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PAR Says Help Fund Local Redevelopment and Road Home

After a hard-fought battle by the Louisiana Recovery Authority (LRA), a waiver of the state’s cost share for rebuilding projects finally was passed by Congress and signed by the President last week. The LRA, the Legislature and the administration now are exploring the state’s options for using the $775 million in Community Development Block Grant (CDBG) funding that originally was set aside as state matching funds for FEMA aid.

One of the options apparently under consideration is to re-direct all or part of that money to make up a portion of the shortfall in the Road Home program. The problem is that local governments have been counting on this funding for rebuilding projects otherwise ineligible for FEMA aid. As the fight was on to get the matching fund requirement waived by federal authorities, the $775 million was tentatively earmarked for recovery-related, local infrastructure projects in the hurricane-affected parishes. No official action was taken to dedicate the funds to those projects, however, so their use remains flexible.

New Orleans officials were expecting around $350 million to help fund the city’s long-term redevelopment plan, which may cost well over $1 billion. That plan would fund rebuilding and renewal projects in 17 target zones around the city, in addition to park improvements, street and traffic signals and other programs designed to spur investment and enhance the quality of life.

This CDBG funding freed by the match waiver should be invested in the infrastructure needs of New Orleans and other local governments impacted by the hurricanes. In addition, the state should dedicate to the Road Home a portion of the $1.3 billion in additional revenues available to spend in the current budget year. The supplemental spending bill(s) still under development in the House will establish the budget for that additional spending.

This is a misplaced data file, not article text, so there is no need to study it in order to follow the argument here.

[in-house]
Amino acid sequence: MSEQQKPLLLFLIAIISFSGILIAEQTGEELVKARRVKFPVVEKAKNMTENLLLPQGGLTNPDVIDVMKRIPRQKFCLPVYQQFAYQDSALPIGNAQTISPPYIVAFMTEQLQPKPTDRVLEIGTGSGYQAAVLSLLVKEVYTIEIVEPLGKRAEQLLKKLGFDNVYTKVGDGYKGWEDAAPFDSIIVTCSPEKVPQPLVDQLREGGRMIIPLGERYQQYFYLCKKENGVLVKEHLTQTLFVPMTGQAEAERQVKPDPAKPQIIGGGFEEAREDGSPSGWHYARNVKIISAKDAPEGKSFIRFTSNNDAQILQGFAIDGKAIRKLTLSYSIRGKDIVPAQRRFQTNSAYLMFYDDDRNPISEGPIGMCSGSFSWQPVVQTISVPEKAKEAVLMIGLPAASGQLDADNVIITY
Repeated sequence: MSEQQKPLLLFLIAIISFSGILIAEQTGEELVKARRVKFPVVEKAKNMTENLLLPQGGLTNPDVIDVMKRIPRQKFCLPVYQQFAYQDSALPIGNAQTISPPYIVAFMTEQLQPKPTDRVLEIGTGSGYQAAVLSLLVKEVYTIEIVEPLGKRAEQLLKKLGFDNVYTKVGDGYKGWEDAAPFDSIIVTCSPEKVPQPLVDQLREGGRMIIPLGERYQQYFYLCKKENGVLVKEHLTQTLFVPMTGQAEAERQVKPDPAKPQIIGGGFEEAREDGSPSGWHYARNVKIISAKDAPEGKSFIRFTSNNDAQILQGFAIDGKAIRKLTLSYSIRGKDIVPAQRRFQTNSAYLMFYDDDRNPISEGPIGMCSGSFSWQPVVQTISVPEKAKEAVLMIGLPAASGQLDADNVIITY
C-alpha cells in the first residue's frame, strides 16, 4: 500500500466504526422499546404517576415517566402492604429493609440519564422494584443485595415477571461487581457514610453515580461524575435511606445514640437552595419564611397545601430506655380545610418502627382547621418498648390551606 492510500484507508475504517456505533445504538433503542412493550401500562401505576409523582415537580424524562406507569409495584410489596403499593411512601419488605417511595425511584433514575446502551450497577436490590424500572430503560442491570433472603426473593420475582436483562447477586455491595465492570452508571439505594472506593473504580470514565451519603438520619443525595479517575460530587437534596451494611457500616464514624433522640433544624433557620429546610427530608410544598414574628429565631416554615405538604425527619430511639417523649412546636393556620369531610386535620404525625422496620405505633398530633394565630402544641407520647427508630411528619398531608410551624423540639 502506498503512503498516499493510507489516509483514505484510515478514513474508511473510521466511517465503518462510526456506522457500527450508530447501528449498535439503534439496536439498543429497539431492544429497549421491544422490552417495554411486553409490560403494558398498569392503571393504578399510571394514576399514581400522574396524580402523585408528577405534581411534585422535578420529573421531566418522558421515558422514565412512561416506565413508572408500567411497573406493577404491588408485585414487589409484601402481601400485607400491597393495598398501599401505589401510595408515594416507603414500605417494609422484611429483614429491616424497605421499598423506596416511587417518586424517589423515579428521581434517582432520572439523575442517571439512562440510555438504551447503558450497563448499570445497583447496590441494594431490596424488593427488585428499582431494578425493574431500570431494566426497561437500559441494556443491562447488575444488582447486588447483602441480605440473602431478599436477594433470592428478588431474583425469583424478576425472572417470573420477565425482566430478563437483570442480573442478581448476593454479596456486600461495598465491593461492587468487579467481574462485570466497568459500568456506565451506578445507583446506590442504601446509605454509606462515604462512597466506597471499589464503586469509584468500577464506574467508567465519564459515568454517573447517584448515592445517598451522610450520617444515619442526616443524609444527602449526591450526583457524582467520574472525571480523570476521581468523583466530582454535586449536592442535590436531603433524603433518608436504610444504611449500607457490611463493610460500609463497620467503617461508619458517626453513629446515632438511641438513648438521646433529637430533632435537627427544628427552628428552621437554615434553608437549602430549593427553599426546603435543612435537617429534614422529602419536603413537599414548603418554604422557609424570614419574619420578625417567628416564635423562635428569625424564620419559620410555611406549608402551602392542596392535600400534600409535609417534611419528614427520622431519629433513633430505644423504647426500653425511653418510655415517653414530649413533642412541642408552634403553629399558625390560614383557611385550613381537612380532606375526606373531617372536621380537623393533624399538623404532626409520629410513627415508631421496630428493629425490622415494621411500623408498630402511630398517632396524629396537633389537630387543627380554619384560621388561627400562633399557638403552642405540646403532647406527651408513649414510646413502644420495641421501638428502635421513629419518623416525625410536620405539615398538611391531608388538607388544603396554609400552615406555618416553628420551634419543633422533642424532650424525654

Passage of the match waiver also makes available a new pot of state funding that can be dedicated to helping to fill the Road Home funding gap. Because the waiver was granted for FEMA individual assistance as well as infrastructure rebuilding aid, the federal government will have to reimburse the state around $400 million that was paid as the state’s cost share for emergency payments made to individuals shortly after the storms.

Unless Louisiana makes a clear good-faith effort to spend a substantial portion of its recovery-related excess revenues on filling the housing program gap, federal officials will have an excuse to continue opposing additional aid. Even if the full $1.3 billion were redirected toward the housing program, there would still remain a $3-billion- to $5-billion-shortfall.

While the Road Home program is being administered by the state, by all practical standards it is a federal compensation program – designed according to federal regulations and intended to be funded with federal dollars. The only justification for Louisiana to invest in the shortfall is to make a good-faith effort to satisfy the political reality that the rest of the nation expects it.

The state’s current-year supplemental budget should reflect a high priority on housing recovery. But, even a fully funded Road Home program alone cannot bring back devastated communities. The additional CDBG funding available because of the match waiver should be allocated to the affected parishes for projects in their long-term redevelopment plans. Without this additional investment, communities like New Orleans will remain broken and so will Louisiana.


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